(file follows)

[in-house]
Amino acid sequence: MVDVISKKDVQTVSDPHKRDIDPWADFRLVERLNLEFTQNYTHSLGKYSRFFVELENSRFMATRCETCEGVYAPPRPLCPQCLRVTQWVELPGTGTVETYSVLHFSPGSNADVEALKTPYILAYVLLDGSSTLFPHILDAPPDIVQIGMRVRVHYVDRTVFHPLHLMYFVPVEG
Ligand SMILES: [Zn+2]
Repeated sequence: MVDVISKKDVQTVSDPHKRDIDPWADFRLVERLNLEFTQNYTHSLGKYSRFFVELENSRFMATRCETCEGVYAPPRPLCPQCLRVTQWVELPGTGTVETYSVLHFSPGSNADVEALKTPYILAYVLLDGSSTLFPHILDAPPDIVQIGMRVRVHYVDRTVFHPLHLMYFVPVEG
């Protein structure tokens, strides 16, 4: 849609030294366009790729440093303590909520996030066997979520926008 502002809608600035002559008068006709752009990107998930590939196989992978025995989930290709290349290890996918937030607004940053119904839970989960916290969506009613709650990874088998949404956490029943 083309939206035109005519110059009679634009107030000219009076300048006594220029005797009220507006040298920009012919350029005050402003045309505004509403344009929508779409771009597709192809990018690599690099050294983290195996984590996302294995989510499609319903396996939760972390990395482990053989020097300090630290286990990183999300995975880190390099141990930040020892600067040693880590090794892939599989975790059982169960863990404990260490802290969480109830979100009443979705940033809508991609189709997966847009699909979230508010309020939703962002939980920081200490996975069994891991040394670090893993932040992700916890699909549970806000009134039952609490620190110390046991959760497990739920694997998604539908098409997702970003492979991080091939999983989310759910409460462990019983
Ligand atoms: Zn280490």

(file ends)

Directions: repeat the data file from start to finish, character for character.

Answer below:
[in-house]
Amino acid sequence: MVDVISKKDVQTVSDPHKRDIDPWADFRLVERLNLEFTQNYTHSLGKYSRFFVELENSRFMATRCETCEGVYAPPRPLCPQCLRVTQWVELPGTGTVETYSVLHFSPGSNADVEALKTPYILAYVLLDGSSTLFPHILDAPPDIVQIGMRVRVHYVDRTVFHPLHLMYFVPVEG
Ligand SMILES: [Zn+2]
Repeated sequence: MVDVISKKDVQTVSDPHKRDIDPWADFRLVERLNLEFTQNYTHSLGKYSRFFVELENSRFMATRCETCEGVYAPPRPLCPQCLRVTQWVELPGTGTVETYSVLHFSPGSNADVEALKTPYILAYVLLDGSSTLFPHILDAPPDIVQIGMRVRVHYVDRTVFHPLHLMYFVPVEG
């Protein structure tokens, strides 16, 4: 849609030294366009790729440093303590909520996030066997979520926008 502002809608600035002559008068006709752009990107998930590939196989992978025995989930290709290349290890996918937030607004940053119904839970989960916290969506009613709650990874088998949404956490029943 083309939206035109005519110059009679634009107030000219009076300048006594220029005797009220507006040298920009012919350029005050402003045309505004509403344009929508779409771009597709192809990018690599690099050294983290195996984590996302294995989510499609319903396996939760972390990395482990053989020097300090630290286990990183999300995975880190390099141990930040020892600067040693880590090794892939599989975790059982169960863990404990260490802290969480109830979100009443979705940033809508991609189709997966847009699909979230508010309020939703962002939980920081200490996975069994891991040394670090893993932040992700916890699909549970806000009134039952609490620190110390046991959760497990739920694997998604539908098409997702970003492979991080091939999983989310759910409460462990019983
Ligand atoms: Zn280490």